Tobacco, alcohol and recreational drugs.  How do they affect oral health?

Tobacco can damage the gum tissues causing inflammation and periodontal disease (gum disease). Use of tobacco, ecstasy, amphetamines, and methamphetamines can also lead to tooth loss by constricting the small capillaries in the gums, affecting how the bone attaches to the soft tissue of teeth.

The use of alcohol, marijuana, ecstasy, amphetamines, methamphetamines, heroin and replacement therapies such as methadone limit saliva production causing dry mouth, the risk of tooth decay, gum disease and erosion.

Ecstasy raises body temperature, which can lead to an increase in the consumption of sugary drinks. Most alcoholic drinks are very sugary and acidic. Frequent consumption of these drinks will demineralise and weaken tooth enamel, which is the first step in tooth decay.

Tooth grinding and jaw clenching can occur with ecstasy, cocaine, amphetamine and methamphetamine use. Tooth grinding is known as bruxism and can lead to extreme wear, especially when combined with dry mouth. It can cause cracked and broken teeth and nerve damage.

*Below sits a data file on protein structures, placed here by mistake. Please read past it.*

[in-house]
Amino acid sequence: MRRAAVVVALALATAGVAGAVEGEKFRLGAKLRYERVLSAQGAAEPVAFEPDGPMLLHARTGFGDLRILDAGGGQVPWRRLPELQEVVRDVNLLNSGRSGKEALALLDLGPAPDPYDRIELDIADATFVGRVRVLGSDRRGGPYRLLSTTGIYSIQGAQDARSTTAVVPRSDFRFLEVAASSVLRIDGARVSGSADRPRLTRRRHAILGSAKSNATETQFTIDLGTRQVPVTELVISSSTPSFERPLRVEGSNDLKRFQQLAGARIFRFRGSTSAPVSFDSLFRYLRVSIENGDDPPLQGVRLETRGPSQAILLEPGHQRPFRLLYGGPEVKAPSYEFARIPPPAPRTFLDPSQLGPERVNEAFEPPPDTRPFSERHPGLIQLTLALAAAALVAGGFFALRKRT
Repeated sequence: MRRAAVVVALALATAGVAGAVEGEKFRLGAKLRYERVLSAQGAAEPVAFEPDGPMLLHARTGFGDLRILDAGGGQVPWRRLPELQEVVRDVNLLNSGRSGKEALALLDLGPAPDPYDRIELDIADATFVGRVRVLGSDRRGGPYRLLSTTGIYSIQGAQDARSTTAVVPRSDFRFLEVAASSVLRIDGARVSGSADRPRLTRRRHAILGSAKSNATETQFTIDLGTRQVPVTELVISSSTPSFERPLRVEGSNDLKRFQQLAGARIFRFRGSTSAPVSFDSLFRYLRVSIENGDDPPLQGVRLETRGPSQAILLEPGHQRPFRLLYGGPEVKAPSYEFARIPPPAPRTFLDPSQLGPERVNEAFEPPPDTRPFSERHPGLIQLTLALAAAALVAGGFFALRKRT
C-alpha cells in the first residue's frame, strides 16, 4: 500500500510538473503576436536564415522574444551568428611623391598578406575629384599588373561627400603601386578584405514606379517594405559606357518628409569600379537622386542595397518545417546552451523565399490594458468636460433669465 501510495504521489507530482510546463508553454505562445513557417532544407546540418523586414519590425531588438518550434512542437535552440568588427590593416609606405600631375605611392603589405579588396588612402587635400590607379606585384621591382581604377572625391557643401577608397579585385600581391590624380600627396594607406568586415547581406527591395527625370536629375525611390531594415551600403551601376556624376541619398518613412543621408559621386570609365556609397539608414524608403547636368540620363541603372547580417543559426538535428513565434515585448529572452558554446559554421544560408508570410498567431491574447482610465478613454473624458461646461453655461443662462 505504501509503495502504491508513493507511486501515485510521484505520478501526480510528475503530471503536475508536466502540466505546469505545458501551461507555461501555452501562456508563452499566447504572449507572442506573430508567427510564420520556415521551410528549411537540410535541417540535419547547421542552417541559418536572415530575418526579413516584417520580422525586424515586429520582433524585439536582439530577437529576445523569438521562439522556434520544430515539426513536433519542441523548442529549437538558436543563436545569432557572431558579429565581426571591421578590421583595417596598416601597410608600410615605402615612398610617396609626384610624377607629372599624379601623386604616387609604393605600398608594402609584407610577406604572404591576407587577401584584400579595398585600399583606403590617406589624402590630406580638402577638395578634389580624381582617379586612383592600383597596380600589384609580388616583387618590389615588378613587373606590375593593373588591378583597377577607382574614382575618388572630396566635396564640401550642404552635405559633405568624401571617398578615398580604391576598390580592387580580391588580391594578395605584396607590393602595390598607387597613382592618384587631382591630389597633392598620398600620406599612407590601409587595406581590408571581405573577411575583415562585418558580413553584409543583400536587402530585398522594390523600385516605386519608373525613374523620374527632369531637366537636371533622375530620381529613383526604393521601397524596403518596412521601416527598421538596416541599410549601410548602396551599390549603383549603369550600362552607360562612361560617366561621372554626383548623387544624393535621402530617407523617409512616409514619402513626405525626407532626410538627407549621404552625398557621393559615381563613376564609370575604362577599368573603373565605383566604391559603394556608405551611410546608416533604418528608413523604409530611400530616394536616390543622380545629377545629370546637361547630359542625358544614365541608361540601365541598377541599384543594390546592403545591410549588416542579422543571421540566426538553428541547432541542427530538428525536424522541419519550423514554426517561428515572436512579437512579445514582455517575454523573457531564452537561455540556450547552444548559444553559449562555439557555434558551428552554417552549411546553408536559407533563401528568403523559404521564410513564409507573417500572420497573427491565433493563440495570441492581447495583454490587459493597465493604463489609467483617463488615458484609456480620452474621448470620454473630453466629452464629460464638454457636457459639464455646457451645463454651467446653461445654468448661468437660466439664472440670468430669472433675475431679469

Smoking cigarettes contributes to bad breath, the buildup of tartar on teeth and the staining of teeth, tongue and gums. Staining may appear yellow or black.

Excessive alcohol consumption and drug use can result in neglected oral hygiene self-care

Tobacco contains carcinogens, and is a major risk factor associated with oral cancer. Excessive consumption of alcohol significantly raises the risk of oral cancer, and when combined with smoking tobacco this risk is increased even more dramatically. Like tobacco, smoking marijuana also increases the risk of developing oral cancer.